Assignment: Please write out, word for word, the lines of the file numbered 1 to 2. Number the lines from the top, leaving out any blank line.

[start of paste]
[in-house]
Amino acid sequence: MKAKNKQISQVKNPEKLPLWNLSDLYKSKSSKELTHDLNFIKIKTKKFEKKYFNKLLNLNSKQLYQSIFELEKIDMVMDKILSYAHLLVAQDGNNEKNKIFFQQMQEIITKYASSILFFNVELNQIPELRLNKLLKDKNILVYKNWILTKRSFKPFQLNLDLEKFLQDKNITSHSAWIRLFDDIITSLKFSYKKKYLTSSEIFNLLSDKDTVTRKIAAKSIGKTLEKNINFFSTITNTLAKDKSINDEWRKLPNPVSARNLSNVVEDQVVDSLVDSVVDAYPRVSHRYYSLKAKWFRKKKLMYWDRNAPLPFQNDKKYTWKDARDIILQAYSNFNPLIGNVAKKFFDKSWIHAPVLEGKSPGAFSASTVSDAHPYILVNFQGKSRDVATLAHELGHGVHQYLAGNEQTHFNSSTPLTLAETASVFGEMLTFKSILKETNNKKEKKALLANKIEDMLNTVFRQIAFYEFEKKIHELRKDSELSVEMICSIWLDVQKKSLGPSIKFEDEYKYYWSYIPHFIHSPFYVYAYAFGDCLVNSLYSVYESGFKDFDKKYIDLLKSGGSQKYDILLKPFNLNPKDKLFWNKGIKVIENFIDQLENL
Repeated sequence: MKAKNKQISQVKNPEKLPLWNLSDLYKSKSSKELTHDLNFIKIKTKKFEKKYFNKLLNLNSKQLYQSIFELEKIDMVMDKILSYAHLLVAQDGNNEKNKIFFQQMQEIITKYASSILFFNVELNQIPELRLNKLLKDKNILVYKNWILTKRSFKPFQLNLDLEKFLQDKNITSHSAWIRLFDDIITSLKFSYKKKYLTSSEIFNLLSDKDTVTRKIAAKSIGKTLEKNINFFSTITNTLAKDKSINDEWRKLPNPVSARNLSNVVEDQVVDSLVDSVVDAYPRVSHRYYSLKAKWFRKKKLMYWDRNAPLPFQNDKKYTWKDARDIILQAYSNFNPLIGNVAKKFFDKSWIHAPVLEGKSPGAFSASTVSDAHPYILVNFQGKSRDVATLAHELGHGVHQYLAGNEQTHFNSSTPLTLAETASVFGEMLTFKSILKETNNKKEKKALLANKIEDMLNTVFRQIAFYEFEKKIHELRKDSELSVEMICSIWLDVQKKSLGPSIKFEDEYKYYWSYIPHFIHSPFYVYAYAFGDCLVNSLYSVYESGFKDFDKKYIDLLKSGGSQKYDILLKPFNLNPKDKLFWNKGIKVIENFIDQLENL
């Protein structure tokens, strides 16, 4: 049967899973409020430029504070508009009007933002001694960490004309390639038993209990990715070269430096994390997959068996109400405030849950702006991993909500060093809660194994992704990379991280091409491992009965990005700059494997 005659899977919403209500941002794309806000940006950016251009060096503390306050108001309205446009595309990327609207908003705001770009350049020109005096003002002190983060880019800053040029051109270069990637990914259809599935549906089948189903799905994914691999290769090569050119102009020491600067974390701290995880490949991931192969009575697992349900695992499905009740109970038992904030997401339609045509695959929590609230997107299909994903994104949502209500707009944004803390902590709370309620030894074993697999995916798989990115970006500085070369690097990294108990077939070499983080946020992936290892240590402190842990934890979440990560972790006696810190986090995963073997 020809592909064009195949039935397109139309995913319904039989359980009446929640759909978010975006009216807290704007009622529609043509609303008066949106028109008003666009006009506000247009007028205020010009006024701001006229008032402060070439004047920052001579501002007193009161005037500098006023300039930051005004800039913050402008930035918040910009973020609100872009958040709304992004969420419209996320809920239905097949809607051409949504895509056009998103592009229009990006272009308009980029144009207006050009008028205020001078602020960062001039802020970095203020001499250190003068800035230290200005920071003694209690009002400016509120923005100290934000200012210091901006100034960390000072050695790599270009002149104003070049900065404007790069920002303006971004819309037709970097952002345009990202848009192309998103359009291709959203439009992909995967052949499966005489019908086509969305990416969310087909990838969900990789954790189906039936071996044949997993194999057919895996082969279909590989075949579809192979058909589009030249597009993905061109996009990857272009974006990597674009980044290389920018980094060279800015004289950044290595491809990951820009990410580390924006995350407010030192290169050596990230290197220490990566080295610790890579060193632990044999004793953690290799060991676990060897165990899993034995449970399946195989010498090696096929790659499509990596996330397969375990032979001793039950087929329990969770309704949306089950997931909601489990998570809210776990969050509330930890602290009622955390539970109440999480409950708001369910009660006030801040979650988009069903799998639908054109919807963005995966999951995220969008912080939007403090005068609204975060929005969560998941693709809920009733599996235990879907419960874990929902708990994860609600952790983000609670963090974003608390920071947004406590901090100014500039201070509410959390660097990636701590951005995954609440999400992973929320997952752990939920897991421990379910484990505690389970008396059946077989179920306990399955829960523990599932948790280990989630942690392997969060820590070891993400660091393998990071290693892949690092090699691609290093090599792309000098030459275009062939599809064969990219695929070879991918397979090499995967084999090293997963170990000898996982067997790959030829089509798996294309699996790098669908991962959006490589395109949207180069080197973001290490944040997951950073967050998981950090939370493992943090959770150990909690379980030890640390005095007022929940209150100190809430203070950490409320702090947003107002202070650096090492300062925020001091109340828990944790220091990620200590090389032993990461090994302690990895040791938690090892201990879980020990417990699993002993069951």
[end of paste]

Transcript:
[in-house]
Amino acid sequence: MKAKNKQISQVKNPEKLPLWNLSDLYKSKSSKELTHDLNFIKIKTKKFEKKYFNKLLNLNSKQLYQSIFELEKIDMVMDKILSYAHLLVAQDGNNEKNKIFFQQMQEIITKYASSILFFNVELNQIPELRLNKLLKDKNILVYKNWILTKRSFKPFQLNLDLEKFLQDKNITSHSAWIRLFDDIITSLKFSYKKKYLTSSEIFNLLSDKDTVTRKIAAKSIGKTLEKNINFFSTITNTLAKDKSINDEWRKLPNPVSARNLSNVVEDQVVDSLVDSVVDAYPRVSHRYYSLKAKWFRKKKLMYWDRNAPLPFQNDKKYTWKDARDIILQAYSNFNPLIGNVAKKFFDKSWIHAPVLEGKSPGAFSASTVSDAHPYILVNFQGKSRDVATLAHELGHGVHQYLAGNEQTHFNSSTPLTLAETASVFGEMLTFKSILKETNNKKEKKALLANKIEDMLNTVFRQIAFYEFEKKIHELRKDSELSVEMICSIWLDVQKKSLGPSIKFEDEYKYYWSYIPHFIHSPFYVYAYAFGDCLVNSLYSVYESGFKDFDKKYIDLLKSGGSQKYDILLKPFNLNPKDKLFWNKGIKVIENFIDQLENL